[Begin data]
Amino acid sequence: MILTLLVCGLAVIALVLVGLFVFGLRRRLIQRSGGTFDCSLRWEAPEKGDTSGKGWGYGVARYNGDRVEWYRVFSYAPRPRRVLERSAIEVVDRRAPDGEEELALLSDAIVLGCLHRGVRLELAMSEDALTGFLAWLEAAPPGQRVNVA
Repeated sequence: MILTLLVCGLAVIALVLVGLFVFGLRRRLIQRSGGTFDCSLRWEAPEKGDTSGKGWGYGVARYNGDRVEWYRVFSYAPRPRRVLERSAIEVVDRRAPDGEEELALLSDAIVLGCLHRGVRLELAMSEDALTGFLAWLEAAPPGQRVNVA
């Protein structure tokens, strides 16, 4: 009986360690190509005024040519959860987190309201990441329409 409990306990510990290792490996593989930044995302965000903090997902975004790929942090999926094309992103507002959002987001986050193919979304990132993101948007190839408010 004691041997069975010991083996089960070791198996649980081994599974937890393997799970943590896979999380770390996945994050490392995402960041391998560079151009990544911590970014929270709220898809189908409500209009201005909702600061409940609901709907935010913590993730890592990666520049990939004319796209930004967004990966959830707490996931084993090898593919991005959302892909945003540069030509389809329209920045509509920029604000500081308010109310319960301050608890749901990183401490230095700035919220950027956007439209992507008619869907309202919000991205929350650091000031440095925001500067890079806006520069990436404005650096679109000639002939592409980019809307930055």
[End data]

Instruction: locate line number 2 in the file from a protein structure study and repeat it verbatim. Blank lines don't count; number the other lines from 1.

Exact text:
Repeated sequence: MILTLLVCGLAVIALVLVGLFVFGLRRRLIQRSGGTFDCSLRWEAPEKGDTSGKGWGYGVARYNGDRVEWYRVFSYAPRPRRVLERSAIEVVDRRAPDGEEELALLSDAIVLGCLHRGVRLELAMSEDALTGFLAWLEAAPPGQRVNVA